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INTERNATIONAL NEWS
November 20, 2012 12:00:00 AM
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At least 18 women and children were killed and more than a dozen people seriously hurt in a stampede when a makeshift rope bridge collapsed at a Hindu festival in eastern India, police said.

The incident in the city of Patna, near the holy Ganges river, occurred late Monday as thousands of devotees rushed to offer prayers to the setting sun as part of the Hindu ritual of Chhath.

Officials said large crowds were also expected at sunrise on Tuesday, despite the tragedy caused by the latest stampede to afflict a religious event in India.

Groups of stunned people, some sobbing and wailing, gathered in the night outside the Patna Medical College and Hospital where many of the victims were ferried.

Ambulances with sirens wailing tried to navigate the choked streets, as whistle-blowing police struggled to impose order.

At least one girl was carried off in a man's arms, apparently lifeless, and other children looked lost in the melee after the stampede.

Patna police superintendent Jayant Kant said that a total of 18 people were confirmed dead -- 10 women and eight children -- but that the toll was likely to rise as several other devotees were reported missing at the site.

The low-slung rope and bamboo bridge had been erected to ferry pilgrims over rough terrain en route to the Ganges, and gave way under the crush of the crowd, Kant said.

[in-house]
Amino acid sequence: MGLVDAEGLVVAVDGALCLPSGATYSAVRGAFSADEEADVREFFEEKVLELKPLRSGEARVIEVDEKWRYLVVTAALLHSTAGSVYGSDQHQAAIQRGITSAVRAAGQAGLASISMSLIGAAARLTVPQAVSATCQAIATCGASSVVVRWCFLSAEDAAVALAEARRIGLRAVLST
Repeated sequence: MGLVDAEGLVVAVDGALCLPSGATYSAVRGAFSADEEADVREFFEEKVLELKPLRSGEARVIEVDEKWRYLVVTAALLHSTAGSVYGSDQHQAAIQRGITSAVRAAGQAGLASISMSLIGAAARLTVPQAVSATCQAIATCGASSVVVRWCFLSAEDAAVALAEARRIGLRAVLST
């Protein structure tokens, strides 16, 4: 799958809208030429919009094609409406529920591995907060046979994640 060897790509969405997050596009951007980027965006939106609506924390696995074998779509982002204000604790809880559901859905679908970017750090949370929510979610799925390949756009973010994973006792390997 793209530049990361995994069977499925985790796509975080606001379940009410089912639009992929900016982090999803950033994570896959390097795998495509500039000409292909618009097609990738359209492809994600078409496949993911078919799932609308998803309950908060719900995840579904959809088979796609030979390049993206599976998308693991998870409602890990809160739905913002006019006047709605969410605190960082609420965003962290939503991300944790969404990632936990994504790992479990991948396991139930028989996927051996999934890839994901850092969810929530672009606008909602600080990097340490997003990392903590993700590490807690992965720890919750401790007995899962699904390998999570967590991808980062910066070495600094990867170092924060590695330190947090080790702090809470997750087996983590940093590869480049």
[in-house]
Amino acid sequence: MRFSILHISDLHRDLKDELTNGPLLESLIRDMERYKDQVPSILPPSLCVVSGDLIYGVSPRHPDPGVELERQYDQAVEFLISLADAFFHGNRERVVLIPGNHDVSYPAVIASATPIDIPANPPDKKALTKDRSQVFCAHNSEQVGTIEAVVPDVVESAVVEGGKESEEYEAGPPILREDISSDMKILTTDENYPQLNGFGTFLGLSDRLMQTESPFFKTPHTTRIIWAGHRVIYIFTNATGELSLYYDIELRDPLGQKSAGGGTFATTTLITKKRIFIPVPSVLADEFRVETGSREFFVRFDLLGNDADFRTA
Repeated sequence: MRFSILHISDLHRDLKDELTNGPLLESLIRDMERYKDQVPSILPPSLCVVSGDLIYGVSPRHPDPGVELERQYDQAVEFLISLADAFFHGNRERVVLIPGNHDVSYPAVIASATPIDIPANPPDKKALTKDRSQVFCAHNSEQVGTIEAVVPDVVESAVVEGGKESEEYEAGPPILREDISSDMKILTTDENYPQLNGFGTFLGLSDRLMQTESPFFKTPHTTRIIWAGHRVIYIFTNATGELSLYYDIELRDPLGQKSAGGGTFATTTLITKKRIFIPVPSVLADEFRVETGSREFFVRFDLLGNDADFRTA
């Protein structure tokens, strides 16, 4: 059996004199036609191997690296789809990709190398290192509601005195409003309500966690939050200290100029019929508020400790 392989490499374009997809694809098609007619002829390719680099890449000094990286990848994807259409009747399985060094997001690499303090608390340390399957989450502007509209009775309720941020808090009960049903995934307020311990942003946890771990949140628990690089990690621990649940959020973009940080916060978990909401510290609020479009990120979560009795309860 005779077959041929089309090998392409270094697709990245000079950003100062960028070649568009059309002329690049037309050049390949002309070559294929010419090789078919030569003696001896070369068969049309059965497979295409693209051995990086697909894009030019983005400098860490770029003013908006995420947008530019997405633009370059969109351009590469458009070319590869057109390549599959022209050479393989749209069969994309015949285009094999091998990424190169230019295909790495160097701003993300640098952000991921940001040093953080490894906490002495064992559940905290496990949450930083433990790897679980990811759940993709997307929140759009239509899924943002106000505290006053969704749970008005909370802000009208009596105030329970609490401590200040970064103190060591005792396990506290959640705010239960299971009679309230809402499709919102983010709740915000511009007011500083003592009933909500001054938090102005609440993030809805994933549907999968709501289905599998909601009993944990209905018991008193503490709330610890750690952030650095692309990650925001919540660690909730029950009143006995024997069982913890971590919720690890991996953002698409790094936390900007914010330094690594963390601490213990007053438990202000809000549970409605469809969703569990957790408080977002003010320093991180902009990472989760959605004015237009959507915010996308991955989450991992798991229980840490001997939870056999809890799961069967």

Most of the casualties were thought to have been caused by the stampede and not the collapse of the temporary bridge.

"Bodies of the 18 people killed in the stampede have been sent to the hospital for autopsies," Kant told AFP.

Power was lost at the scene when the bridge collapsed, complicating the rescue operation, city administrator Sanjay Kumar Singh said.

"When the bridge collapsed, power cables strung on it snapped and lights went off, and in the darkness people scrambled which triggered the stampede," he said.

Patna is capital of the eastern Indian state of Bihar, where the annual festival dedicated to the Hindu sun god Surya is particularly popular.

An estimated 400,000 devotees thronged up to 65 riverside locations specially prepared by Bihar authorities to cater to worshippers travelling to the Ganges, which is revered by Hindus.

Around 50,000 people were present at Adalat Ganj, one of the worship locations in Patna, when the bridge collapsed, officials said.

"The people thought the bridge was strong enough to bear their weight. But unfortunately it could not," one male witness said.

The festival of Chhath is celebrated across India and the number of devotees was likely to swell at dawn on Tuesday when many more worshippers are expected to throng rivers to offer prayers to the rising sun.

Stampedes are all too common at religious events in India, where policing and crowd control are often inadequate.

In September, in the state of Jharkhand adjacent to Bihar, a crush at a religious celebration killed nine people, eight of them women.

Prior to that, more than 100 people died in January 2011 in the southern state of Kerala when panic spread among worshippers crossing mountainous terrain in the dark to visit a shrine.

The worst recent incident was in October 2008 when around 220 people died near a temple inside a famous fort in the northern city of Jodhpur.

AFP


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